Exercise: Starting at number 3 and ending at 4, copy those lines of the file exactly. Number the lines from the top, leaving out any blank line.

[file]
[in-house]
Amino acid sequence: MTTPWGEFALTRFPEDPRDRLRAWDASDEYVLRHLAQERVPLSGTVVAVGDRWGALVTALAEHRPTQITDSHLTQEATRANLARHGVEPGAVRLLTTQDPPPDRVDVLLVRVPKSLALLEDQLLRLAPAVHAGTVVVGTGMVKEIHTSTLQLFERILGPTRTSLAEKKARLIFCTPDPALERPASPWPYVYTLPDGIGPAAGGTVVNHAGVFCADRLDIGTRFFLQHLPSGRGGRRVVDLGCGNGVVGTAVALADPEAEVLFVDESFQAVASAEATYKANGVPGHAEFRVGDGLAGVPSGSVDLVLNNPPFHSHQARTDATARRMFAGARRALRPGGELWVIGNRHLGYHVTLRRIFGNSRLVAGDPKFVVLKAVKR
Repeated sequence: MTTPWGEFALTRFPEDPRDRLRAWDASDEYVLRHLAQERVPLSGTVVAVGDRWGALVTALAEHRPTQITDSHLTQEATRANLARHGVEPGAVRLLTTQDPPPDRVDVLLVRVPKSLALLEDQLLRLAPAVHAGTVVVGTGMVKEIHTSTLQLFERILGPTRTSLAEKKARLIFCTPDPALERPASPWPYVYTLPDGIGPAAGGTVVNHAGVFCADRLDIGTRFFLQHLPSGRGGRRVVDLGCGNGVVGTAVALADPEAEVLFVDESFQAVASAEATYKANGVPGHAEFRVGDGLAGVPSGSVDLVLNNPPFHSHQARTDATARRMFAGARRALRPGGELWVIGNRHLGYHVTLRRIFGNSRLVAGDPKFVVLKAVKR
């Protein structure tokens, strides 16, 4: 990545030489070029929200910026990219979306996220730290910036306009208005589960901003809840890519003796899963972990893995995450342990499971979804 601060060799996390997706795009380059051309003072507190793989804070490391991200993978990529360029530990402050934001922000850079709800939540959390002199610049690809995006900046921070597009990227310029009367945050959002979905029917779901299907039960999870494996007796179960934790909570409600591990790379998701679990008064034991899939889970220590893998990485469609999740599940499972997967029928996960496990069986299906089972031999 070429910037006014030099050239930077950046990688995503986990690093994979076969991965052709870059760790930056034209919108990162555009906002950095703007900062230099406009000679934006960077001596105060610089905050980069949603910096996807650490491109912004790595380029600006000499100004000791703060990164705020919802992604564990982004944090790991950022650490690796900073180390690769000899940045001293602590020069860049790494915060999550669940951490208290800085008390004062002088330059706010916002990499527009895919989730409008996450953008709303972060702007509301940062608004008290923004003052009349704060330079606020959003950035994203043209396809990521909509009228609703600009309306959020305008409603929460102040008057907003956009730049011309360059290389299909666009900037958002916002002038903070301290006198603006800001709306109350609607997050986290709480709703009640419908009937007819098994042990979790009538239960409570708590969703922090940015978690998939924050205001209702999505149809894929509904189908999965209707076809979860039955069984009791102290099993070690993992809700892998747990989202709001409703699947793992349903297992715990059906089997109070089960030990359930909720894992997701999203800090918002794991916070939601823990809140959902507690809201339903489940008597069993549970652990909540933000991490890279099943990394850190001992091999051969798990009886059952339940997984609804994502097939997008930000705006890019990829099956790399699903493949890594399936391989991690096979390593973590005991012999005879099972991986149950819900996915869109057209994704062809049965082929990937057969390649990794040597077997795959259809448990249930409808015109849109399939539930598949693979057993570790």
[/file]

Repeated sequence: MTTPWGEFALTRFPEDPRDRLRAWDASDEYVLRHLAQERVPLSGTVVAVGDRWGALVTALAEHRPTQITDSHLTQEATRANLARHGVEPGAVRLLTTQDPPPDRVDVLLVRVPKSLALLEDQLLRLAPAVHAGTVVVGTGMVKEIHTSTLQLFERILGPTRTSLAEKKARLIFCTPDPALERPASPWPYVYTLPDGIGPAAGGTVVNHAGVFCADRLDIGTRFFLQHLPSGRGGRRVVDLGCGNGVVGTAVALADPEAEVLFVDESFQAVASAEATYKANGVPGHAEFRVGDGLAGVPSGSVDLVLNNPPFHSHQARTDATARRMFAGARRALRPGGELWVIGNRHLGYHVTLRRIFGNSRLVAGDPKFVVLKAVKR
């Protein structure tokens, strides 16, 4: 990545030489070029929200910026990219979306996220730290910036306009208005589960901003809840890519003796899963972990893995995450342990499971979804 601060060799996390997706795009380059051309003072507190793989804070490391991200993978990529360029530990402050934001922000850079709800939540959390002199610049690809995006900046921070597009990227310029009367945050959002979905029917779901299907039960999870494996007796179960934790909570409600591990790379998701679990008064034991899939889970220590893998990485469609999740599940499972997967029928996960496990069986299906089972031999 070429910037006014030099050239930077950046990688995503986990690093994979076969991965052709870059760790930056034209919108990162555009906002950095703007900062230099406009000679934006960077001596105060610089905050980069949603910096996807650490491109912004790595380029600006000499100004000791703060990164705020919802992604564990982004944090790991950022650490690796900073180390690769000899940045001293602590020069860049790494915060999550669940951490208290800085008390004062002088330059706010916002990499527009895919989730409008996450953008709303972060702007509301940062608004008290923004003052009349704060330079606020959003950035994203043209396809990521909509009228609703600009309306959020305008409603929460102040008057907003956009730049011309360059290389299909666009900037958002916002002038903070301290006198603006800001709306109350609607997050986290709480709703009640419908009937007819098994042990979790009538239960409570708590969703922090940015978690998939924050205001209702999505149809894929509904189908999965209707076809979860039955069984009791102290099993070690993992809700892998747990989202709001409703699947793992349903297992715990059906089997109070089960030990359930909720894992997701999203800090918002794991916070939601823990809140959902507690809201339903489940008597069993549970652990909540933000991490890279099943990394850190001992091999051969798990009886059952339940997984609804994502097939997008930000705006890019990829099956790399699903493949890594399936391989991690096979390593973590005991012999005879099972991986149950819900996915869109057209994704062809049965082929990937057969390649990794040597077997795959259809448990249930409808015109849109399939539930598949693979057993570790």